By Hannah S. Pressman
The letter in front of me was dated 1954 and appeared to be written in Yiddish or Hebrew. However, when I looked more closely at the neatly inked sentences, I could tell this was not the case: nearly all the letters looked like lines — shorter lines and longer lines, lines that turned and swooped beneath words, as if bearing whole streams of thought along with them. There were also occasional waves and loops that curlicued off the ends of words, adding a springy sense of playfulness to the text.
I couldn’t assimilate the appearance of this script to my knowledge of reading other Jewish languages; I had learned Hebrew as a child and studied it intensively in graduate school, where I also acquired Yiddish. The insistent parade of lines and ligatures on the page before me did not magically coalesce into the Ladino (or Judeo-Spanish) that I had been studying since the start of the pandemic. The only words I could read easily were the ones that the author had penned in English: Jeanine and Linda, Lilian and Hilda. While the letter’s contents were mysterious, these names were not; they belong to women on the Sephardic side of my family, who came from the island of Rhodes.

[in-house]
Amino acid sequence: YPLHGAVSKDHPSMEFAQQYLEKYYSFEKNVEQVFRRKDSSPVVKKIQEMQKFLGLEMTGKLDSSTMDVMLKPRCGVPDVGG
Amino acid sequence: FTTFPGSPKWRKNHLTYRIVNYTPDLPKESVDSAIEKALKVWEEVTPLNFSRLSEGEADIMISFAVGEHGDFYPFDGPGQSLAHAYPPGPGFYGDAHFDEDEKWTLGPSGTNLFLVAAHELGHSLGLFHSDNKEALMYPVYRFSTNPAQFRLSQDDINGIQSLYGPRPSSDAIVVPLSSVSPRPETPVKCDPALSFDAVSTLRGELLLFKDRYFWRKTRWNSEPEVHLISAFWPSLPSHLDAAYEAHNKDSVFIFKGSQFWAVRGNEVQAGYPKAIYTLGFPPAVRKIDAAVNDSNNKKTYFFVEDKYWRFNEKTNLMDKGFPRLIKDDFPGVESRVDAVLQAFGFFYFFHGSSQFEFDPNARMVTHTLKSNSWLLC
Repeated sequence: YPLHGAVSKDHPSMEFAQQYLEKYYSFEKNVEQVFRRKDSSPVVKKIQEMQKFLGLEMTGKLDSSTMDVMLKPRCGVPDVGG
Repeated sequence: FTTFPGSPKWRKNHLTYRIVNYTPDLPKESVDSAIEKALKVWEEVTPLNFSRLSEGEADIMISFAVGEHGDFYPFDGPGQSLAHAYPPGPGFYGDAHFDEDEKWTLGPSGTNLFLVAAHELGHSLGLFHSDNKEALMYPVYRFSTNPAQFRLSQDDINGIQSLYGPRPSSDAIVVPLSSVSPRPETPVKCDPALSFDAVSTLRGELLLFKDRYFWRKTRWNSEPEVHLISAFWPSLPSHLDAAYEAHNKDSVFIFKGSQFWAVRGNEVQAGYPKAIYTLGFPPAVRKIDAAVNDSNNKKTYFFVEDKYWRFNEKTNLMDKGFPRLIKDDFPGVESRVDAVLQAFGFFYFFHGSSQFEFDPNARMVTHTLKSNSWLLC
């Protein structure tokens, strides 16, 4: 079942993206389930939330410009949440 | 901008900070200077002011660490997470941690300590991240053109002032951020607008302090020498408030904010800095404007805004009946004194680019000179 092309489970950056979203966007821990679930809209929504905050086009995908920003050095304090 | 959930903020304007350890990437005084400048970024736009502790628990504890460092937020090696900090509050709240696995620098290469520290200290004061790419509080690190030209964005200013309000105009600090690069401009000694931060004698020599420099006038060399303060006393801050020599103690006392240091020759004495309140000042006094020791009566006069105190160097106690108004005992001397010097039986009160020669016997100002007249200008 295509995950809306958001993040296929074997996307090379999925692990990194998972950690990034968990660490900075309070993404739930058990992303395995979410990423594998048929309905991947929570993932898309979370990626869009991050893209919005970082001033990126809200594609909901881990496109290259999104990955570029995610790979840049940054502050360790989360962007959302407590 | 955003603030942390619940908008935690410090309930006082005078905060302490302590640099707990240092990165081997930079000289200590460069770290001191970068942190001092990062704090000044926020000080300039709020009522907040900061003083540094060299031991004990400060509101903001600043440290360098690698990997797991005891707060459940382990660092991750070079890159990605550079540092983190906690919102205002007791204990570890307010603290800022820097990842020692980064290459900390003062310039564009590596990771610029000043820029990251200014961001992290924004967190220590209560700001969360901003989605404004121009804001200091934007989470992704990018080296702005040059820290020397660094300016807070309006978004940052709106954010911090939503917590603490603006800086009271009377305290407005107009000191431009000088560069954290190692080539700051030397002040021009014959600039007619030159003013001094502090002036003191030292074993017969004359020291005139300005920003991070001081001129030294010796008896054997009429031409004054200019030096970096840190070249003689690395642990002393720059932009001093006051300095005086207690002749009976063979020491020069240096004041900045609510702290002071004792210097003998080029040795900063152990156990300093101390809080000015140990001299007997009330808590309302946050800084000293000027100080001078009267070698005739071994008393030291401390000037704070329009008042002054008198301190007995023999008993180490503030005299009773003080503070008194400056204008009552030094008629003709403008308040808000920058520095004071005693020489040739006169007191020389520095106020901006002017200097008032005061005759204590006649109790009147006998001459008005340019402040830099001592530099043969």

Besides these names, I had one other clue urging me to translate the letter: three photographs of a baby, her hair backlit by the sun. I had seen these pictures before — they felt as familiar as the handwriting felt unfamiliar. Yes, I whispered to myself, half crying and half laughing: these were pictures of my mother.